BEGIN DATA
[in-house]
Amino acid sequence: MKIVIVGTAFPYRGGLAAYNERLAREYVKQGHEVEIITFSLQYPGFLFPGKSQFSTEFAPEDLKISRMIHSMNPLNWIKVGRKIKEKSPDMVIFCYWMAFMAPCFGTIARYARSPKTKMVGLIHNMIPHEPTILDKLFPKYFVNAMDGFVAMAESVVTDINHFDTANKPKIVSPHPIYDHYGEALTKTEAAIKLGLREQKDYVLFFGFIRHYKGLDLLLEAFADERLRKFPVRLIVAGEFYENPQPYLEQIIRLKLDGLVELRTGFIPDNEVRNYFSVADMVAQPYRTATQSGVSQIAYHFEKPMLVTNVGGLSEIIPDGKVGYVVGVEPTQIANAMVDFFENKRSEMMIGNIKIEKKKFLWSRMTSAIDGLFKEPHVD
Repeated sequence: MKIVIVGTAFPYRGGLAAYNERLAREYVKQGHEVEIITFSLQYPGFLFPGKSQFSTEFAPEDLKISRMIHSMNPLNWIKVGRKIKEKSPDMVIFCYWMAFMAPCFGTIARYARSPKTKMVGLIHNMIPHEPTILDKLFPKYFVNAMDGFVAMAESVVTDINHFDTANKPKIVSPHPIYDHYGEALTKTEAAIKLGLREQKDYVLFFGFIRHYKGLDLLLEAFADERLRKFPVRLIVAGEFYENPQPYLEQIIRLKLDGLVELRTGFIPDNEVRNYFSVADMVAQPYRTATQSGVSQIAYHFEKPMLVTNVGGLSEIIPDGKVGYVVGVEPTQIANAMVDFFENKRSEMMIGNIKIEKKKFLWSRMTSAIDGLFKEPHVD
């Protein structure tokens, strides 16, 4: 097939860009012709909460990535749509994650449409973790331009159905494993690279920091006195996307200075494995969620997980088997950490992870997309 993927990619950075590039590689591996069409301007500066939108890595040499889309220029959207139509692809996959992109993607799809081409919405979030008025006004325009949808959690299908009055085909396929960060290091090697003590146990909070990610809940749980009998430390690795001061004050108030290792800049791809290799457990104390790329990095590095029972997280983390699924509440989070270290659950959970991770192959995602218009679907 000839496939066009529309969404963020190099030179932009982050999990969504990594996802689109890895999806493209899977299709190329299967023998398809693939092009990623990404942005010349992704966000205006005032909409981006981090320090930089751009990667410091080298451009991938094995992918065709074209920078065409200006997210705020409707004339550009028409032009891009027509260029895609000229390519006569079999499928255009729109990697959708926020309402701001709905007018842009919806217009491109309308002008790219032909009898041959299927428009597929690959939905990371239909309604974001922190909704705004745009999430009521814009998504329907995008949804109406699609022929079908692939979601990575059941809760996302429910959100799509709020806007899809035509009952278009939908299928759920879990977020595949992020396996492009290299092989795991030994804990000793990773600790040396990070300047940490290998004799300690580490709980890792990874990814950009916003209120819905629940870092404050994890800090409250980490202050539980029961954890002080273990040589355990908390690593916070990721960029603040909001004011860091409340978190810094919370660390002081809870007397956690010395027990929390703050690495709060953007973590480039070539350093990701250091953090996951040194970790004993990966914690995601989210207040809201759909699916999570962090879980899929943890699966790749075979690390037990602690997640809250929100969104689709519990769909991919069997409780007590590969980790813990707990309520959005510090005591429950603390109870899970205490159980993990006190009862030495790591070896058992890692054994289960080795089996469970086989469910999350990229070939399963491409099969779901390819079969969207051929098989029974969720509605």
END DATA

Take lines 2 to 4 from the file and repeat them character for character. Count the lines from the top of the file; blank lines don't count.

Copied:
Amino acid sequence: MKIVIVGTAFPYRGGLAAYNERLAREYVKQGHEVEIITFSLQYPGFLFPGKSQFSTEFAPEDLKISRMIHSMNPLNWIKVGRKIKEKSPDMVIFCYWMAFMAPCFGTIARYARSPKTKMVGLIHNMIPHEPTILDKLFPKYFVNAMDGFVAMAESVVTDINHFDTANKPKIVSPHPIYDHYGEALTKTEAAIKLGLREQKDYVLFFGFIRHYKGLDLLLEAFADERLRKFPVRLIVAGEFYENPQPYLEQIIRLKLDGLVELRTGFIPDNEVRNYFSVADMVAQPYRTATQSGVSQIAYHFEKPMLVTNVGGLSEIIPDGKVGYVVGVEPTQIANAMVDFFENKRSEMMIGNIKIEKKKFLWSRMTSAIDGLFKEPHVD
Repeated sequence: MKIVIVGTAFPYRGGLAAYNERLAREYVKQGHEVEIITFSLQYPGFLFPGKSQFSTEFAPEDLKISRMIHSMNPLNWIKVGRKIKEKSPDMVIFCYWMAFMAPCFGTIARYARSPKTKMVGLIHNMIPHEPTILDKLFPKYFVNAMDGFVAMAESVVTDINHFDTANKPKIVSPHPIYDHYGEALTKTEAAIKLGLREQKDYVLFFGFIRHYKGLDLLLEAFADERLRKFPVRLIVAGEFYENPQPYLEQIIRLKLDGLVELRTGFIPDNEVRNYFSVADMVAQPYRTATQSGVSQIAYHFEKPMLVTNVGGLSEIIPDGKVGYVVGVEPTQIANAMVDFFENKRSEMMIGNIKIEKKKFLWSRMTSAIDGLFKEPHVD
């Protein structure tokens, strides 16, 4: 097939860009012709909460990535749509994650449409973790331009159905494993690279920091006195996307200075494995969620997980088997950490992870997309 993927990619950075590039590689591996069409301007500066939108890595040499889309220029959207139509692809996959992109993607799809081409919405979030008025006004325009949808959690299908009055085909396929960060290091090697003590146990909070990610809940749980009998430390690795001061004050108030290792800049791809290799457990104390790329990095590095029972997280983390699924509440989070270290659950959970991770192959995602218009679907 000839496939066009529309969404963020190099030179932009982050999990969504990594996802689109890895999806493209899977299709190329299967023998398809693939092009990623990404942005010349992704966000205006005032909409981006981090320090930089751009990667410091080298451009991938094995992918065709074209920078065409200006997210705020409707004339550009028409032009891009027509260029895609000229390519006569079999499928255009729109990697959708926020309402701001709905007018842009919806217009491109309308002008790219032909009898041959299927428009597929690959939905990371239909309604974001922190909704705004745009999430009521814009998504329907995008949804109406699609022929079908692939979601990575059941809760996302429910959100799509709020806007899809035509009952278009939908299928759920879990977020595949992020396996492009290299092989795991030994804990000793990773600790040396990070300047940490290998004799300690580490709980890792990874990814950009916003209120819905629940870092404050994890800090409250980490202050539980029961954890002080273990040589355990908390690593916070990721960029603040909001004011860091409340978190810094919370660390002081809870007397956690010395027990929390703050690495709060953007973590480039070539350093990701250091953090996951040194970790004993990966914690995601989210207040809201759909699916999570962090879980899929943890699966790749075979690390037990602690997640809250929100969104689709519990769909991919069997409780007590590969980790813990707990309520959005510090005591429950603390109870899970205490159980993990006190009862030495790591070896058992890692054994289960080795089996469970086989469910999350990229070939399963491409099969779901390819079969969207051929098989029974969720509605």